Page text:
Under the hood

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When relying on a tool for mission critical applications, you feel more comfortable if you understand how that tool works.

The goal of this document is to give you a high level understanding of how Edge is built. By understanding this, the "magic" disappears and you can understand what Edge is doing. If you don’t understand all of this, don’t worry. It isn’t necessary for using Edge, and your understanding will improve as you explore the other sections of documentation.


Edge provides automatic integration with your "system". In Edge, a system is an integrant system, but could be extended to support other libraries also. This integration is basically just locating your system, and prepping it.

This integration provides you with leverage, because the production and development systems find and run your system. Commonly there’s a lot of boilerplate code involved in locating and configuring your system, and providing that to development and production functions. By providing only the config.edn (in green) with the :ig/system key in it, all of the Edge components (yellow) are able to build on top of it.

diag d2127f79bf64645f28488c36410ffc2b

edge.system reads "config.edn" and gets the :ig/system key, this system has integrant/prep run against it.

Both "lib.app.prod" and "lib.app.dev" use "edge.system" to retrieve the system for starting. "lib.app.prod" will start it when run as a main. "lib.app.dev" will start it on demand when you call (go), (reset) etc.

System flow

The heavy lifting in the system is handled by integrant, of which the author has a great presentation explaining how it works. Edge provides some convenient integrant components for common JUXT libraries (Yada, bidi) for user convenience, but Edge has no dependency on them at all.

The config.edn file is read, and the :ig/system key is taken out.

diag 2ecce3b98535e832480c97e0ef2087d6

Calling integrant/init on a system will first find the dependencies between the components based on their use of #ig/ref.

Here’s an example http system and the resulting dependency graph:

{:db {:url "db://db"}
 :login-handler {:db #ig/ref :db}
 :logout-handler {} ;; No configuration required
 :router [["/login" #ig/ref :login-handler]
          ["/logout" #ig/ref :logout-handler]]
 :web-server {:handler #ig/ref :router
              :port 8000}}
diag 07391e33026a13918c47596220c57d30

The lines indicate a dependency from the source to destination. For example, the web-server depends on the router. This dependency graph is used by integrant to start each component in order, substituting the component’s dependencies as it goes. In our example, a start order might be [:db :logout-handler :login-handler :router :web-server] (bottom to top from the graph).

To start a component, integrant calls integrant/init-key with the key of the component and it’s value e.g. (init-key :db {:url "db://db"}). The return value from init-key replaces the #ig/ref in their configuration. Essentially, :login-handler will be called like so: (init-key :login-handler {:db (init-key :db {:url "db://db"})}).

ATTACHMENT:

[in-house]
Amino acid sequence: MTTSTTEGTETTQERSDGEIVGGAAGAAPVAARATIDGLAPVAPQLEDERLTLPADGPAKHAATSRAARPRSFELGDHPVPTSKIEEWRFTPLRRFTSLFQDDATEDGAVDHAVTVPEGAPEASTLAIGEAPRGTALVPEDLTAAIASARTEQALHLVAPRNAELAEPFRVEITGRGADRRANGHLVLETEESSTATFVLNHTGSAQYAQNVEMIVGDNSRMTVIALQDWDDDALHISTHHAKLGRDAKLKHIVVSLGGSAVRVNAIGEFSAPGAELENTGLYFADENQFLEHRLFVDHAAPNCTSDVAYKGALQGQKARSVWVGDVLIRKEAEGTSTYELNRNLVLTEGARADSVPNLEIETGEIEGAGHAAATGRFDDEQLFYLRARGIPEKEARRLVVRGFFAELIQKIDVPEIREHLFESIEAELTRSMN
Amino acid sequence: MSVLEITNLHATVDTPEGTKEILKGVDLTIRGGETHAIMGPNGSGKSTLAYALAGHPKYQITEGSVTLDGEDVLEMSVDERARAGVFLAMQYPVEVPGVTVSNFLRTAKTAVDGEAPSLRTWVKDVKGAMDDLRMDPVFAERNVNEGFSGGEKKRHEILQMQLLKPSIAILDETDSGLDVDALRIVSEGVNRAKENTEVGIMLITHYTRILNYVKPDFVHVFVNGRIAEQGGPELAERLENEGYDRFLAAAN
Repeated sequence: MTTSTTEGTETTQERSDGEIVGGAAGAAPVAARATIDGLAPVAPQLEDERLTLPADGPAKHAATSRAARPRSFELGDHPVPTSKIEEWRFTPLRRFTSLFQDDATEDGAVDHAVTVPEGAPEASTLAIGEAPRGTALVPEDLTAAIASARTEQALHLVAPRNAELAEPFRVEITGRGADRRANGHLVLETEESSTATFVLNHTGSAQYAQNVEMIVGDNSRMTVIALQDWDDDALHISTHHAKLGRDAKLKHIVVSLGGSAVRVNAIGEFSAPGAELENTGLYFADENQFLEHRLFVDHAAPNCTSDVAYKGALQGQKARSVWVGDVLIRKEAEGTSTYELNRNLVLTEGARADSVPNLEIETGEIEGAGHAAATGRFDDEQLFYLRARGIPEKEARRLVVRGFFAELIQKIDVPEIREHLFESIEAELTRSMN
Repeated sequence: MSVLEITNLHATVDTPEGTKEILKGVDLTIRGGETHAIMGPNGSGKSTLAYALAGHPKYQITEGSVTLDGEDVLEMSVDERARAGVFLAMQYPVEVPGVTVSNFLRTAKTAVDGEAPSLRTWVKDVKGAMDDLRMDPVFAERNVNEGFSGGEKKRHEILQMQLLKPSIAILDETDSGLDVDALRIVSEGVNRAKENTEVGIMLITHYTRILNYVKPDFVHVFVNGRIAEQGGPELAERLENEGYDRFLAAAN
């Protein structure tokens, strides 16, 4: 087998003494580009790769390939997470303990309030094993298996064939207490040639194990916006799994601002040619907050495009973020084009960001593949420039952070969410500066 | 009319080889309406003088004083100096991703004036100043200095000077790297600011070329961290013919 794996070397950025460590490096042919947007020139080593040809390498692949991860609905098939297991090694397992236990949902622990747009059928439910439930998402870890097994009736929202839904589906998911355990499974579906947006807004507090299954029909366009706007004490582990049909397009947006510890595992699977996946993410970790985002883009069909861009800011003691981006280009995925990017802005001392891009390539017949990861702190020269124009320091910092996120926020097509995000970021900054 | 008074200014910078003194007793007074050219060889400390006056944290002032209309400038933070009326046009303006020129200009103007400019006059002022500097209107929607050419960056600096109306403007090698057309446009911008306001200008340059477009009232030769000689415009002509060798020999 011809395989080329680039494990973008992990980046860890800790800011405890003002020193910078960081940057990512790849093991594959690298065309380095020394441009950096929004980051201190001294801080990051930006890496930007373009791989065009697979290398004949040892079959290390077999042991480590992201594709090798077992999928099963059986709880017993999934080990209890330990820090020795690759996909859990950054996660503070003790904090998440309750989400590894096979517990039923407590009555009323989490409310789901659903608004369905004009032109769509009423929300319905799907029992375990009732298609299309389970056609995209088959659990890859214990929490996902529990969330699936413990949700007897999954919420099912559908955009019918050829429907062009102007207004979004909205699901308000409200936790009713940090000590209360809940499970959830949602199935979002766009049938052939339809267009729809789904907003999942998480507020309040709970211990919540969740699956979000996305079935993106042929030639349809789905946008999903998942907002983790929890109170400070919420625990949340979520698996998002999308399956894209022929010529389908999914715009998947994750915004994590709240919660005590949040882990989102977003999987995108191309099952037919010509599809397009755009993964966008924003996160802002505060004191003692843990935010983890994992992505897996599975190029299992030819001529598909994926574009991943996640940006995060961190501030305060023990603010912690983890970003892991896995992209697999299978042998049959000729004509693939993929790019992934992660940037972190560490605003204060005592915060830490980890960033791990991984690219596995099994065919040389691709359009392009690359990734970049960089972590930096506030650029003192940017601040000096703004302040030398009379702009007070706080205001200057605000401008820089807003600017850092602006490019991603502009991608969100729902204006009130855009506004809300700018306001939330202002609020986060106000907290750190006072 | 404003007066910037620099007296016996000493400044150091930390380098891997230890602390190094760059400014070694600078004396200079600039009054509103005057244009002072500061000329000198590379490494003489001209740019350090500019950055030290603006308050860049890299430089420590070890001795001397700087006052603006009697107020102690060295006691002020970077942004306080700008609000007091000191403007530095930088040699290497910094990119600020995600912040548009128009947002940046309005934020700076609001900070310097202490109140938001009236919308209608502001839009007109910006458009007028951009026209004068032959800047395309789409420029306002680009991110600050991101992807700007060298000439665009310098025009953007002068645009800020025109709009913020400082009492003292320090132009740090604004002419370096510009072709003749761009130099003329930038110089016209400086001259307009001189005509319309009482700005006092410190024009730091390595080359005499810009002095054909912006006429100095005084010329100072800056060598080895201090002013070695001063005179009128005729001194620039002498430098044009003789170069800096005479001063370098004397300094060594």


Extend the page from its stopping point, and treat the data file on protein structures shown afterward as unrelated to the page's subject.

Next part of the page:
The lib.app.dev package wraps several other components

diag 60a93ce595848535268c5aca43a8e32f

It uses these other components to provide a complete development package.

The simple ones like integrant-repl, and spyscope are used to provide direct access to their features. integrant-repl powers the system (reset), (go) functions in dev-extras. spyscope provides utilities for tracing like #spy/p.

More novelty can be found in the dev.logging package which provides filtered logs with a tailored development "logback.xml". The logback.xml gets the prefix for your project from "log_dev_app.properties" which is what is used to filter logs into "application" and "everything". Dev logging is loaded automatically as a dependency of "lib.app.dev" to provide the overall development experience. There’s far more detail about the behavior of dev logging in Dev logging.

dev-extras is the Edge development namespace which you :refer :all into your own project. It has some code equivalent to (def reset integrant.repl/reset) so that :refer :all will bring in a select set of vars from other namespaces.


This script runs a template which performs tedious project setup that can’t go into a library. It is very small and most things go in Edge libraries so that updating Edge will update your project.

bin/app uses clj-new (like many Clojure templates).

The key tasks it performs are:

  • Setting up a default ClojureScript/Sass build config (if --cljs is used)

  • Providing an example integrant component to start modifying

  • Creating your dev.clj that requires dev-extras

  • Creating your log_dev_app.properties containing your namespace prefix

Last updated 2019-06-06 18:51:50 +0100